top of page

Climate change: Next year set to be warmer than 2022 and one of the hottest years on record, Met Off

In 2016, the current hottest year on record, an "El Nino" climate pattern in the Pacific pushed up sea temperatures and therefore global temperatures on top of global warming trends. In recent years, the Pacific has seen the opposite cooling "La Nina" effect - but this is set to end.

Next year is forecast to be one of the hottest years on record and even warmer than 2022, experts have said.

Met Office scientists estimate that 2023 will be the 10th consecutive year in which global temperatures will be at least 1C above pre-industrial levels, measured as the period from 1850 to 1900.

The current hottest year on record is 2016, a year that saw an "El Nino" climate pattern in the Pacific, pushing up sea temperatures and therefore global temperatures on top of global warming trends

In recent years, the Pacific has experienced the opposite effect, "La Nina", which has kept temperatures lower.

However, this is set to come to an end, says Dr Nick Dunstone, who has led the Met Office's 2023 global temperature forecast.

"The global temperature over the last three years has been influenced by the effect of a prolonged La Nina - where cooler than average sea-surface temperatures occur in the tropical Pacific," he said. "La Nina has a temporary cooling effect on global average temperature.

"For next year our climate model is indicating an end to the three consecutive years with La Nina state, with a return to relative warmer conditions in parts of the tropical Pacific.

"This shift is likely to lead to global temperature in 2023 being warmer than 2022."

The Met Office's forecast predicts global average temperatures in 2023 will be around 1.2C above what they were before humans started to drive climate change.

Last year, experts predicted 2022's global temperature would be between 0.97C and 1.21C above pre-industrial levels, with a central estimate of 1.09C. Data for the year to October suggests the temperature is around 1.16C above the pre-industrial era.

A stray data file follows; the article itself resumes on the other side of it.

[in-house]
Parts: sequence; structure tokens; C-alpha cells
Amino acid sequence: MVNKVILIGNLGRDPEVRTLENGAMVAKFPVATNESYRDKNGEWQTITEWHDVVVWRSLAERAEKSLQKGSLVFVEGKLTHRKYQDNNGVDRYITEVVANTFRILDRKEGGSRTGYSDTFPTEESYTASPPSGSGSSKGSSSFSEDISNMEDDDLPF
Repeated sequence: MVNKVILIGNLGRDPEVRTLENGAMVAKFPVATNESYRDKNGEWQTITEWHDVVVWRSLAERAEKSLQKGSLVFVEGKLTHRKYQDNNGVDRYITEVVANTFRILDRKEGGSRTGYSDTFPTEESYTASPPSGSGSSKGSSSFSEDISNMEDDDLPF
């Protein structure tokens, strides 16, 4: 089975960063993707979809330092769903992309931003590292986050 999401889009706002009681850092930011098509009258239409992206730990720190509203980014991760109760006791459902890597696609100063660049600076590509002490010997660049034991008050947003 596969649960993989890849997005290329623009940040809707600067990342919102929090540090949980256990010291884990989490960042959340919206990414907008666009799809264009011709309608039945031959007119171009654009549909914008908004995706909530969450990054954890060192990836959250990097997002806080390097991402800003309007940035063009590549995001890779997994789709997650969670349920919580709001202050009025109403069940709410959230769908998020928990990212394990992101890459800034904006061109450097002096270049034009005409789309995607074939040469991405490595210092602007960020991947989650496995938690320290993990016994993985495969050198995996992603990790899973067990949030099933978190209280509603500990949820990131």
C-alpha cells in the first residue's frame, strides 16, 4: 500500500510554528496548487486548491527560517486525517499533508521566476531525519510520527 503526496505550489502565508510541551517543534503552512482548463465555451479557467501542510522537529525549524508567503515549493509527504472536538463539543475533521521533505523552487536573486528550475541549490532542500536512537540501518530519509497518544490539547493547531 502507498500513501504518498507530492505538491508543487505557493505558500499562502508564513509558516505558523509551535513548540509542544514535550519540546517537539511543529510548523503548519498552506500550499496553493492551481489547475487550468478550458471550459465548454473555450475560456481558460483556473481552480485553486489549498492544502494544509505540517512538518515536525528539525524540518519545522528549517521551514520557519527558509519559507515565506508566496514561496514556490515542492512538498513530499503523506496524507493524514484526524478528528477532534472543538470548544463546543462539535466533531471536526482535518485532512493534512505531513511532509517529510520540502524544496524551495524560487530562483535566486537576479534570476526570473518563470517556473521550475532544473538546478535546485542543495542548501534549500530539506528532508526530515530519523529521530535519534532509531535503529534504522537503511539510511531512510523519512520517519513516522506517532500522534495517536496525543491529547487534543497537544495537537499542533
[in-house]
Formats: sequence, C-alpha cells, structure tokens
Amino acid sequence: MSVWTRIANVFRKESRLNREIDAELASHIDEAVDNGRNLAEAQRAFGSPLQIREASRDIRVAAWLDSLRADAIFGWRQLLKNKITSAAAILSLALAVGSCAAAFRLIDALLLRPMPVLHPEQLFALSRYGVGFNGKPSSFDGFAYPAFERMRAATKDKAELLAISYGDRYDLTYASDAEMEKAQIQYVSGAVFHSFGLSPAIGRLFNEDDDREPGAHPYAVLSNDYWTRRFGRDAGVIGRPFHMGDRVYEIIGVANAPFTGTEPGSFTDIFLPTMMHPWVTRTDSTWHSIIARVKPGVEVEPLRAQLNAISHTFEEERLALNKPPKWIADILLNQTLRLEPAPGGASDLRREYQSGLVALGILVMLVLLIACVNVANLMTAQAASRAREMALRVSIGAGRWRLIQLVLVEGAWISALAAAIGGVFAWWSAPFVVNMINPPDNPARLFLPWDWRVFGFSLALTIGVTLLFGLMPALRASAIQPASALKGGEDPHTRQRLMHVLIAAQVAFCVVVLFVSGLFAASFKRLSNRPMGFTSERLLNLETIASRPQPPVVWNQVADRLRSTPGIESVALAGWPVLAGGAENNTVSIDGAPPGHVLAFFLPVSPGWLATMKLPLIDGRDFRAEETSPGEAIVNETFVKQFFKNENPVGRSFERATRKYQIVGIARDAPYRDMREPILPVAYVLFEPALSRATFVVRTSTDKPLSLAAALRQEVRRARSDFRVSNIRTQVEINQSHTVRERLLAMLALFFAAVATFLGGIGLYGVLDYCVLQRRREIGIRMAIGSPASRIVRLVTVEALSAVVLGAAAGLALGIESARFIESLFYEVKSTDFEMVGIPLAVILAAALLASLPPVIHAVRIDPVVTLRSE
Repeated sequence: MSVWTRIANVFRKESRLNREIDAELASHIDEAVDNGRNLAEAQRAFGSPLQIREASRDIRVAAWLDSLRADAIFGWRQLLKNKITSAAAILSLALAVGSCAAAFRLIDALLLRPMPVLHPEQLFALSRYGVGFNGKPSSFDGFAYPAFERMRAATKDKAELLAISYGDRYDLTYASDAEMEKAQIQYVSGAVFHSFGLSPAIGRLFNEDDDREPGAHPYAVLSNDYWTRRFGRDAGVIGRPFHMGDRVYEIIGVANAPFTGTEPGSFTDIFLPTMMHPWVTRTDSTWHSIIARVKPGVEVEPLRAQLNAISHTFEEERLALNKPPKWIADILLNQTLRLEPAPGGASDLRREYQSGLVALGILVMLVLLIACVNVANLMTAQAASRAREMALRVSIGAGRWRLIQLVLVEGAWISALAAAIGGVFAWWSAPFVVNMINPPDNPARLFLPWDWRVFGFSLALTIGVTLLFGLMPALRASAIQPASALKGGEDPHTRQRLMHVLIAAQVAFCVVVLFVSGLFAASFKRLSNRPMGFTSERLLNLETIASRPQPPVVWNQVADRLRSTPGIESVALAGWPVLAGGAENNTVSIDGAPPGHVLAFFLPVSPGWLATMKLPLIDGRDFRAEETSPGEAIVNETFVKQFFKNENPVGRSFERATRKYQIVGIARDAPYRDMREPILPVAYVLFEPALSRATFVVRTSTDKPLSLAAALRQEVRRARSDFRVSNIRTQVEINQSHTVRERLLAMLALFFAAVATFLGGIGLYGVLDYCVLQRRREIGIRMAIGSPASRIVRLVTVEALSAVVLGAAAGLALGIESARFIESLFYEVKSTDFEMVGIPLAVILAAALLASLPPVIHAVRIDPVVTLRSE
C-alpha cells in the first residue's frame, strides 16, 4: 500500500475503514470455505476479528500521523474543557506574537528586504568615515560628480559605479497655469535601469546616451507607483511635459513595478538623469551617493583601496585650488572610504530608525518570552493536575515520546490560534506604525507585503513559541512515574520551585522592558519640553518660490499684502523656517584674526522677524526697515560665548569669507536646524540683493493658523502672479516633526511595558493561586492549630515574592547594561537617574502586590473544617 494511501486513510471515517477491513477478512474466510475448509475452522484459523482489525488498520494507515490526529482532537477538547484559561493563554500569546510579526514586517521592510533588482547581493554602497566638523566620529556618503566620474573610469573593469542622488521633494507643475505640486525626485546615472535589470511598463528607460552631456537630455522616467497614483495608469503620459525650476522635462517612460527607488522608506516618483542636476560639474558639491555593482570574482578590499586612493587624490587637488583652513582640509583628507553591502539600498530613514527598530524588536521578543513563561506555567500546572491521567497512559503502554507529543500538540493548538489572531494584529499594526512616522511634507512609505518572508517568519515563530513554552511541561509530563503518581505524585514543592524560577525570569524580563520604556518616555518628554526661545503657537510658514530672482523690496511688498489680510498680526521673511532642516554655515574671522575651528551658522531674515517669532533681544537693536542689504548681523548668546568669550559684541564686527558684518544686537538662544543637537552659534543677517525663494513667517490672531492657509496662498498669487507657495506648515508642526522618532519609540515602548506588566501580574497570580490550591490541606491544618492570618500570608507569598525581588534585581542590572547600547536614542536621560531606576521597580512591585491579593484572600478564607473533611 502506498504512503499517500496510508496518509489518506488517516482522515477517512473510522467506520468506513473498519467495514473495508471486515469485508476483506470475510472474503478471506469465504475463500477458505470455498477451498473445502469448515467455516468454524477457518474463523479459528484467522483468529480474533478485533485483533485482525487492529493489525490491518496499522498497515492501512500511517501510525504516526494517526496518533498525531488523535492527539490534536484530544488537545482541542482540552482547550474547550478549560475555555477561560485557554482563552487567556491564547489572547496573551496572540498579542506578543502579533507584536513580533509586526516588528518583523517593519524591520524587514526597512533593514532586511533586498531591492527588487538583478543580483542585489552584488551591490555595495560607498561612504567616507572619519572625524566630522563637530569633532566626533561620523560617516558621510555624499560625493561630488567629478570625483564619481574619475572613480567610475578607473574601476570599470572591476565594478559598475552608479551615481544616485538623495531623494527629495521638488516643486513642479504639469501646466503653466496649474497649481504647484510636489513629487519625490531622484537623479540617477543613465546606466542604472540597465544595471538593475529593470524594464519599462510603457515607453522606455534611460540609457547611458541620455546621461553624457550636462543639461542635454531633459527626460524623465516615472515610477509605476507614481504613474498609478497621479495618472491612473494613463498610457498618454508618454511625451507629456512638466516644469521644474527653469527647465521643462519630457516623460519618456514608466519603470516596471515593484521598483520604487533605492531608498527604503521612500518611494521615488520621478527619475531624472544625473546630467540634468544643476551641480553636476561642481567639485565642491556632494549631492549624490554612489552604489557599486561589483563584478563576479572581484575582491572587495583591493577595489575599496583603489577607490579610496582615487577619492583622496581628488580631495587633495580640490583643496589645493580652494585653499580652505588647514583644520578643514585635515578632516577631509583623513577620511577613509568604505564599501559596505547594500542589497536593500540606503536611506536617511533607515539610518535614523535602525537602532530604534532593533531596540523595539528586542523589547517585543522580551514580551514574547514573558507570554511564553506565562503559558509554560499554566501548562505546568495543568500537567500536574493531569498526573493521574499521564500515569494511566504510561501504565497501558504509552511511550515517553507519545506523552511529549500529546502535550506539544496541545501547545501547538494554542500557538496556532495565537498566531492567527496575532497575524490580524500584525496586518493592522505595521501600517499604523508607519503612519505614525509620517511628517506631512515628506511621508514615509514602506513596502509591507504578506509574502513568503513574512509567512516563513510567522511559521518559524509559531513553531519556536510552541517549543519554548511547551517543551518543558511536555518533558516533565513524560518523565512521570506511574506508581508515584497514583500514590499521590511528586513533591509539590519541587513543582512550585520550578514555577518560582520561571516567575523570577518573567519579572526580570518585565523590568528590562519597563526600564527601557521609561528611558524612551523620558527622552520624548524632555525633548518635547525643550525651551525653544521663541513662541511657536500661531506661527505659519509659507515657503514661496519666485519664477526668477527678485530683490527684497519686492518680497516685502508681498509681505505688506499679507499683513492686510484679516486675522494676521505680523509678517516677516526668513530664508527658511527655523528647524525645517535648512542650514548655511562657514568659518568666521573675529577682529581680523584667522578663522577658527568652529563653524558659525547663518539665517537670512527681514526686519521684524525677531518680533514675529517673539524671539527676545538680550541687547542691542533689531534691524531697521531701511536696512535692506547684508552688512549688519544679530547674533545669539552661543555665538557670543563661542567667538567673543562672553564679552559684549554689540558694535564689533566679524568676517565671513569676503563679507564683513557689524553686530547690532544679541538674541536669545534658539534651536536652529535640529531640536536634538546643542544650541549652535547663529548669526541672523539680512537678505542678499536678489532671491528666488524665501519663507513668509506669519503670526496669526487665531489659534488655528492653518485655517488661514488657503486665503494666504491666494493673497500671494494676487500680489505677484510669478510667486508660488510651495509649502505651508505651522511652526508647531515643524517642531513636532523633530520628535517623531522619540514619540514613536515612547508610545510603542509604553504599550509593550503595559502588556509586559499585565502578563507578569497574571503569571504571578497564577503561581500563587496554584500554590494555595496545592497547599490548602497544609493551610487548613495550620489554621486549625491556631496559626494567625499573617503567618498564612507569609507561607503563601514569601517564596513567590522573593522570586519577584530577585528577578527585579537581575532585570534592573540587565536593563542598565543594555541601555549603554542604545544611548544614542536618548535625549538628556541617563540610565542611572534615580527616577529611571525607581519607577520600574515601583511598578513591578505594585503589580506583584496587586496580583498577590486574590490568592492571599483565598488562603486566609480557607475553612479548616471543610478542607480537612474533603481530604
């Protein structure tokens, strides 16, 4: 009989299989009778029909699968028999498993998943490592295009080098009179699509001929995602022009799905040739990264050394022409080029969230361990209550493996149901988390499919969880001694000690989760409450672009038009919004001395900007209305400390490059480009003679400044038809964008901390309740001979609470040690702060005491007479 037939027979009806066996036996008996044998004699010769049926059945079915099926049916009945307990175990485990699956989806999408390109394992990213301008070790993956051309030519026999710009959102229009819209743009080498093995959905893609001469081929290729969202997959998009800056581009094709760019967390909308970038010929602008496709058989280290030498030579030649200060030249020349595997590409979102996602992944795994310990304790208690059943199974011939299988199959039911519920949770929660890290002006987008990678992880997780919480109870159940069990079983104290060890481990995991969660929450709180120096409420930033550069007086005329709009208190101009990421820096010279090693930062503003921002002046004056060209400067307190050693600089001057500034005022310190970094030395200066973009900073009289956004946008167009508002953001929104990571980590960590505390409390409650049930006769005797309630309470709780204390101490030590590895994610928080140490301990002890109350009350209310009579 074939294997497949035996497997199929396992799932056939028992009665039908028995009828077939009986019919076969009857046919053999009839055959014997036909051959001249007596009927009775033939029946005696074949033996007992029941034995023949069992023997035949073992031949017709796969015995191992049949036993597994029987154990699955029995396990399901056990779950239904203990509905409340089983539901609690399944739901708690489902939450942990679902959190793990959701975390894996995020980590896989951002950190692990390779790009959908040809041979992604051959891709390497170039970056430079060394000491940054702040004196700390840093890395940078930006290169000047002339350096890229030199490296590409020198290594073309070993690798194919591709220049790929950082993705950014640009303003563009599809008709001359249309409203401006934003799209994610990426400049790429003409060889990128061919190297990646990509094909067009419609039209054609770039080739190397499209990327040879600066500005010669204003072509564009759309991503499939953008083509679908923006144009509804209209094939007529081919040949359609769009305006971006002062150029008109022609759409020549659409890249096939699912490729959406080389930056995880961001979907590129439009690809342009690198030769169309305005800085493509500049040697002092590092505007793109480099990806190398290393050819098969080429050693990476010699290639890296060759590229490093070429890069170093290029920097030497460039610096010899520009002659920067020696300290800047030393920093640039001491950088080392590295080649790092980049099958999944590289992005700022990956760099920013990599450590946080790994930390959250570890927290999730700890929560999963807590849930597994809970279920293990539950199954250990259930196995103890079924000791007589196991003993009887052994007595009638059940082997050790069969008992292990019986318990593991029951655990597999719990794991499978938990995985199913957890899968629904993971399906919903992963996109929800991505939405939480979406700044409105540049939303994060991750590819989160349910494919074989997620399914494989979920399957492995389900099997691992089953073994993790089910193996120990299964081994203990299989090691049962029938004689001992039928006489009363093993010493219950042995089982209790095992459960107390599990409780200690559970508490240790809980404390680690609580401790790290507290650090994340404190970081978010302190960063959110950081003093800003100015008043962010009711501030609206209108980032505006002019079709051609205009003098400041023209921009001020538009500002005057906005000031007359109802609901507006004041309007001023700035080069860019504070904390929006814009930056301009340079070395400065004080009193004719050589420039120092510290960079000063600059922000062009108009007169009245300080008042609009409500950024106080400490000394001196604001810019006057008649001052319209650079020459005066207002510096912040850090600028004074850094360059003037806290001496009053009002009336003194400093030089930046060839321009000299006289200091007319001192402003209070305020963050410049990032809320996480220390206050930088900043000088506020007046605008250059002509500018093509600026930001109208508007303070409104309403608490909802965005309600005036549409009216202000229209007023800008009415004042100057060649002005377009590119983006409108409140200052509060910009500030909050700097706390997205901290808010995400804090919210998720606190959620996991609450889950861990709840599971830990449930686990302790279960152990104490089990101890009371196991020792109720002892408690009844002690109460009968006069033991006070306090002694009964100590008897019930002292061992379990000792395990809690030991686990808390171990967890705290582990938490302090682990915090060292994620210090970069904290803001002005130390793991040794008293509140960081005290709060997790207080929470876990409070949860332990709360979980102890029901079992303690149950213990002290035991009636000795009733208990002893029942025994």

At the COP27 climate summit, held in Sharm el-Sheikh, Egypt, in November, countries agreed a historic dedicated fund to help vulnerable nations hit by climate disasters, but failed to step up efforts to tackle the damaging emissions that cause them.

Professor Adam Scaife, the Met Office's head of long-range prediction, said that while 2023 might not break the 2016 record it will likely see further high temperatures.

"Without a preceding El Nino to boost global temperature, 2023 may not be a record-breaking year, but with the background increase in global greenhouse gas emissions continuing apace it is likely that next year will be another notable year in the series," he said.

Dr Doug Smith, a climate prediction expert for the national weather service, said some parts of the world had seen greater increases than others.

"The fact that global average temperatures are at or above 1C for a decade masks the considerable temperature variation across the world," he said.

"Some locations such as the Arctic have warmed by several degrees since pre-industrial times."

Original source: Sky News


bottom of page